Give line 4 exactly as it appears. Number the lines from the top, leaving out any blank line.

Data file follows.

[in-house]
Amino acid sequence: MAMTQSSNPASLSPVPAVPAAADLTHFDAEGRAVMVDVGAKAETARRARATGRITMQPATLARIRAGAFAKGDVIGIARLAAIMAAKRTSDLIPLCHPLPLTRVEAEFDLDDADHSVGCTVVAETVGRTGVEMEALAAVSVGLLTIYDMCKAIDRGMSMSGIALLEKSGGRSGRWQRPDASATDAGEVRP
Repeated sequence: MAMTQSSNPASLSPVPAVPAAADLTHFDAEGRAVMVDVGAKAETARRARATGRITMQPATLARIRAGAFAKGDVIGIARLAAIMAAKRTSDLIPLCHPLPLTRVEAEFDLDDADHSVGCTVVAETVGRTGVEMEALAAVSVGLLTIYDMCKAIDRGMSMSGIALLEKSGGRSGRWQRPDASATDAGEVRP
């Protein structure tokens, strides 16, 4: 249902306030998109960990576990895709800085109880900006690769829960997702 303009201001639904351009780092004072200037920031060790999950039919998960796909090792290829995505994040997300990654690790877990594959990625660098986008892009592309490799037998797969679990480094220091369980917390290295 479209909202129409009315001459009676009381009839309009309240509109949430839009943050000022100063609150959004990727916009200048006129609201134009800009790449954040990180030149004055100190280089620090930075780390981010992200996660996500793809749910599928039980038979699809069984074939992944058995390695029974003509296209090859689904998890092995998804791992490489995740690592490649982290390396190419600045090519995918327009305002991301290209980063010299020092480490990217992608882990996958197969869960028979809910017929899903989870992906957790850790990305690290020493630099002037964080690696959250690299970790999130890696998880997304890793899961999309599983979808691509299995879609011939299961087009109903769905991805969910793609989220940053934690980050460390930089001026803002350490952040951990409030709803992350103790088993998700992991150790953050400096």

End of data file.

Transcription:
């Protein structure tokens, strides 16, 4: 249902306030998109960990576990895709800085109880900006690769829960997702 303009201001639904351009780092004072200037920031060790999950039919998960796909090792290829995505994040997300990654690790877990594959990625660098986008892009592309490799037998797969679990480094220091369980917390290295 479209909202129409009315001459009676009381009839309009309240509109949430839009943050000022100063609150959004990727916009200048006129609201134009800009790449954040990180030149004055100190280089620090930075780390981010992200996660996500793809749910599928039980038979699809069984074939992944058995390695029974003509296209090859689904998890092995998804791992490489995740690592490649982290390396190419600045090519995918327009305002991301290209980063010299020092480490990217992608882990996958197969869960028979809910017929899903989870992906957790850790990305690290020493630099002037964080690696959250690299970790999130890696998880997304890793899961999309599983979808691509299995879609011939299961087009109903769905991805969910793609989220940053934690980050460390930089001026803002350490952040951990409030709803992350103790088993998700992991150790953050400096």